Wednesday, February 4, 2009

Protectionism vs liberalization

Read an aritcle recently on protectionism where a country protect their infant industry by imposing high import duties to products of similar nature from competing with the locally made products.

This is evidence in Malaysia where car industry, for example, is protected by high import duties and approved permits (AP, where only AP holders are allowed to import cars at a quota).

Since 1980s, the then Prime Minister Mahathir Mohammad driving the nation to industrial age by creating the first car manufacturing industry, Proton.

Proton was given preferences and priority when the nation formulated it's economic policy.

This is a clear example of protectionism where industry are protected and hence enjoy extraordinary benefits as compare to other industries. The benefits includes low cost on raw materials, high selling prices yet lower than competitors' artificially created prices due to unfair import duties and restrictions on number of units to be imported.

The government, when defending their move on protectionism, also giving the excuse where local industries is to be cultivated and nurtured before it faces competition. Eventually the consumers are the one who stand to loose as they are forced to pay higher for often sub-quality products.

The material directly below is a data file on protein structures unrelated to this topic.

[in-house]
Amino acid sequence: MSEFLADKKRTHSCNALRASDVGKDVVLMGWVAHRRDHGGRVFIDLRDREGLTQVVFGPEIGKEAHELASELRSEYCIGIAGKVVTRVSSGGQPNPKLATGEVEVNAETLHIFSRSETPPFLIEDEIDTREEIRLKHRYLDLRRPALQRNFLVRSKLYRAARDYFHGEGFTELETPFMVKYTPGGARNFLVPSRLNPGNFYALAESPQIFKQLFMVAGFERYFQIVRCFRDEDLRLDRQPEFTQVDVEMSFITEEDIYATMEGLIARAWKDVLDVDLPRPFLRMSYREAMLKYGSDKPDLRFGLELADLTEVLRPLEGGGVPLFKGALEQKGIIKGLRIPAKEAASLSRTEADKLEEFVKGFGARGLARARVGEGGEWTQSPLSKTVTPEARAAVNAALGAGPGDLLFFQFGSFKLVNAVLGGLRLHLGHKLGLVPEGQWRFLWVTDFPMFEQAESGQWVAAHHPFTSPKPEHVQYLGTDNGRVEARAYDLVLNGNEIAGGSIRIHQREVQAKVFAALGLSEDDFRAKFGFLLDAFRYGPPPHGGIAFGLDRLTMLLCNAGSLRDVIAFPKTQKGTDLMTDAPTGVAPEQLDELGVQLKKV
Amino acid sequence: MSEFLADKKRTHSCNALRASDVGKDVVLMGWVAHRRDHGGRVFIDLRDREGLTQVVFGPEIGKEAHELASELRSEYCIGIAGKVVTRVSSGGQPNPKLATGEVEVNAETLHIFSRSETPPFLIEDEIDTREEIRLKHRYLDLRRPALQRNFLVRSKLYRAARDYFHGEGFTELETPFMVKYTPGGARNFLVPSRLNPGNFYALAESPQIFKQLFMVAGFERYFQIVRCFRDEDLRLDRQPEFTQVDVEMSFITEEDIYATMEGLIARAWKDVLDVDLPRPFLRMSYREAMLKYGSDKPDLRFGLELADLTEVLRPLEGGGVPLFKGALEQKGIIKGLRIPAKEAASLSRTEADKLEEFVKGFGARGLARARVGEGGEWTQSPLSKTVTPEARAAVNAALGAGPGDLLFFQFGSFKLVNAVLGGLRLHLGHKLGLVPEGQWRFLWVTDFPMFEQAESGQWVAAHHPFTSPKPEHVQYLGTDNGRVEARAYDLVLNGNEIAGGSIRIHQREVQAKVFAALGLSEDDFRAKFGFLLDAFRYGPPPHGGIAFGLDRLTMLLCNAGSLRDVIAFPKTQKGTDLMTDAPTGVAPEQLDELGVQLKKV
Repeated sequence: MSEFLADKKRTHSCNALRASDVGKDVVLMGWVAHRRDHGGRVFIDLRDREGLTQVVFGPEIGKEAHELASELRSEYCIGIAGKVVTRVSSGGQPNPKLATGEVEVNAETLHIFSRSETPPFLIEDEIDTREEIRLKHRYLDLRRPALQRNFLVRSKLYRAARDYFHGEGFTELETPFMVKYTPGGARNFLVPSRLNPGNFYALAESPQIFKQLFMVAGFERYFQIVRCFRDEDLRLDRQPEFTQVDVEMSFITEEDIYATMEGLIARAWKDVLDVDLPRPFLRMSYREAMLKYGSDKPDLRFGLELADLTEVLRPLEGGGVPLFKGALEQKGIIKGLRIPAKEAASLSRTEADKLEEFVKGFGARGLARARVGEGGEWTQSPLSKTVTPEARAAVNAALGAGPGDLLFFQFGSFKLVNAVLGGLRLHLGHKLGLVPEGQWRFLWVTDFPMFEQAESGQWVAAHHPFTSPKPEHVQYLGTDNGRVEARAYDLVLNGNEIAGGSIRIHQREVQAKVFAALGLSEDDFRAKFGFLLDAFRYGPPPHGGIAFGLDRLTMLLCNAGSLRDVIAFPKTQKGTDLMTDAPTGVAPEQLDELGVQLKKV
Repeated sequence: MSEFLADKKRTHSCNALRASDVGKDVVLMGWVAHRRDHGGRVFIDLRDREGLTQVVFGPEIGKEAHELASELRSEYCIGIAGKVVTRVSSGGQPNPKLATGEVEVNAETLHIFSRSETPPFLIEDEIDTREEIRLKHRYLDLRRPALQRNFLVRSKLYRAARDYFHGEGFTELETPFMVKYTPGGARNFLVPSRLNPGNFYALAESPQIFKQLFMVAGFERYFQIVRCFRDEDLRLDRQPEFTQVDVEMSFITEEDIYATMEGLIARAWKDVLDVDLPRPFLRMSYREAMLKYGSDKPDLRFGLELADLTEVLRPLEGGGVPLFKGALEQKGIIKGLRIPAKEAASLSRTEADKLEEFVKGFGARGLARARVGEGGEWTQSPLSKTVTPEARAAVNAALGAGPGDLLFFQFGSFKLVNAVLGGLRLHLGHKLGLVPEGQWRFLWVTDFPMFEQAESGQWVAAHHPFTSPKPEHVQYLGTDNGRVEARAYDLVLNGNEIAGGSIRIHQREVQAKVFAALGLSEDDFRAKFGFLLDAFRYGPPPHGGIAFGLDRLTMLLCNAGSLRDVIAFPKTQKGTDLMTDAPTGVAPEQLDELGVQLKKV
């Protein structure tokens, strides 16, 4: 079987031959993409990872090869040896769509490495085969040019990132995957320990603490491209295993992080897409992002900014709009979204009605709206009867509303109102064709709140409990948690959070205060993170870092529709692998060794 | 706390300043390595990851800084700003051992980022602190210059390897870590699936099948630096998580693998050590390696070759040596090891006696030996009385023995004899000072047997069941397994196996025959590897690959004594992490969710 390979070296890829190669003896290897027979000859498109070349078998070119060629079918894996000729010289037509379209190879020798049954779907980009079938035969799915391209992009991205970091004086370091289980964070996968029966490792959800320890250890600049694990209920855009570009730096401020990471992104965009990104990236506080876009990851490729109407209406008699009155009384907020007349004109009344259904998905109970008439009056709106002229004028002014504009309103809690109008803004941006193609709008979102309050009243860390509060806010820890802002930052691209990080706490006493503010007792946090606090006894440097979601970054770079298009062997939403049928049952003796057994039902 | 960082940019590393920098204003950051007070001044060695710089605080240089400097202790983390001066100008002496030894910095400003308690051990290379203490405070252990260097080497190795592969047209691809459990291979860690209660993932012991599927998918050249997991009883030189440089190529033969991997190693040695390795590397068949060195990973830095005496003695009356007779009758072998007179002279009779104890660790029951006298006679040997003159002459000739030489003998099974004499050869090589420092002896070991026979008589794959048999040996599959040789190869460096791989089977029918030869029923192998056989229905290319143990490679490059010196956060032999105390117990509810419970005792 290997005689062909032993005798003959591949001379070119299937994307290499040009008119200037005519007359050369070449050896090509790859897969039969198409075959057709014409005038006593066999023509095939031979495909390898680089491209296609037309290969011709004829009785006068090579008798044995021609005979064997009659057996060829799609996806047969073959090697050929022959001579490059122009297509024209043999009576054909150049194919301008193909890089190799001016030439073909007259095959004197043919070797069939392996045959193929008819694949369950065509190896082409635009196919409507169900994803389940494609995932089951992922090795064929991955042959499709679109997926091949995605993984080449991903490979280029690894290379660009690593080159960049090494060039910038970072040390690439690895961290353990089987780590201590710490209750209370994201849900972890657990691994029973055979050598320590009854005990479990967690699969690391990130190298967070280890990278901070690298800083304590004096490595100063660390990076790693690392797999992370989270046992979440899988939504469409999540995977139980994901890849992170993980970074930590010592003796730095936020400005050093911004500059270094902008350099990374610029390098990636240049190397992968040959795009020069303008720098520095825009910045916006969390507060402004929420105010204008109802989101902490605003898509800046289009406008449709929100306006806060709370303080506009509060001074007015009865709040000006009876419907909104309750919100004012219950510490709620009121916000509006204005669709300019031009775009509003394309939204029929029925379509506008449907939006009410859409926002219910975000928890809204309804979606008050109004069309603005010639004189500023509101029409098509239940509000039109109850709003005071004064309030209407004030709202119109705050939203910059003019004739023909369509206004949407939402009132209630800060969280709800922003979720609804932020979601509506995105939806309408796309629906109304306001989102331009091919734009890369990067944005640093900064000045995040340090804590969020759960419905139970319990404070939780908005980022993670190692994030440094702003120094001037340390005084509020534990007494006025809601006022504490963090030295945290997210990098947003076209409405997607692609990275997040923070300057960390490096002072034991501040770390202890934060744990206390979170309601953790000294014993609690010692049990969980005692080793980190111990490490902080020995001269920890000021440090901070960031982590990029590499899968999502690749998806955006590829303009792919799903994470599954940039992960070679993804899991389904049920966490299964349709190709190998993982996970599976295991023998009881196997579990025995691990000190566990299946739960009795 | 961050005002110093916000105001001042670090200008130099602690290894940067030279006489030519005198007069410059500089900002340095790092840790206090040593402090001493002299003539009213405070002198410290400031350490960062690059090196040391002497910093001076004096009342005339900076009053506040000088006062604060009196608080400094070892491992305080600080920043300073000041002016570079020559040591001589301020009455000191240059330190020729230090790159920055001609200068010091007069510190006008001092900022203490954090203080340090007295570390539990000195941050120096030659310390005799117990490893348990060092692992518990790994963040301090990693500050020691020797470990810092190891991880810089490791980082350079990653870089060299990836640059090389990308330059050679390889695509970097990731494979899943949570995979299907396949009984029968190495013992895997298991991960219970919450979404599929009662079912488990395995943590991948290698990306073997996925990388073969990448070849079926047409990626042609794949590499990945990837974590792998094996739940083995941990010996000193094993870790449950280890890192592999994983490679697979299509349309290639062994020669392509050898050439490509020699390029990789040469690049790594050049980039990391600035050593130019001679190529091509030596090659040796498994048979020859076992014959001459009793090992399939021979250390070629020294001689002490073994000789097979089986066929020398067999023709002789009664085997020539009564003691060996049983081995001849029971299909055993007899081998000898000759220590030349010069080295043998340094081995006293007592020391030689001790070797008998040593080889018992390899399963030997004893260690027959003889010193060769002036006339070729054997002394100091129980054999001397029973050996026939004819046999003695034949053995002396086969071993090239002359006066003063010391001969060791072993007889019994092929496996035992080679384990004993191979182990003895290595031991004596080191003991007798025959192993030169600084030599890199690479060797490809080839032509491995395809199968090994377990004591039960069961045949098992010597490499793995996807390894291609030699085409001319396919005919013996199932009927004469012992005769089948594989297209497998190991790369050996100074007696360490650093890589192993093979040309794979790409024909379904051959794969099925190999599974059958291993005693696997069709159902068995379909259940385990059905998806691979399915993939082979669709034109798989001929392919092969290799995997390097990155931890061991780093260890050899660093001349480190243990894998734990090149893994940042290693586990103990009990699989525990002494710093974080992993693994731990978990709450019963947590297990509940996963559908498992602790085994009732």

This, it is the consumers who protects the industry, not the government as claimed by many.

But is this the best way to cultivate a given industry?

Should the nation suffers for an industry or two just because they need to be protected?

Let's look back on how Spartan train their kids. Upon growing up to a certain age, the kid is thrown to a jungle and if he survive, he is declared as a grown up man, else he is not fit to live on earth.

We may not go to this extreme but we shall review whether we need protectionism to maintain our industry?

If the given industry is too costly to maintain, shall we still go on to protect them and consumers in turns paying thru their nose?

If there's no barrier for foreign products to compete with the local products, the local manufacturers will either do their best to improve the quality of their products; or they failed and be eliminated from the game. This may sound cruel but it is the game of survival that we are talking about. Instead of dragging the whole nation, like what was happened to India until the 90's where most industries are protected, at the expense of the people, we should allow our industries to face the real world instead, and it should not cost the nation generations to pay for the industries.

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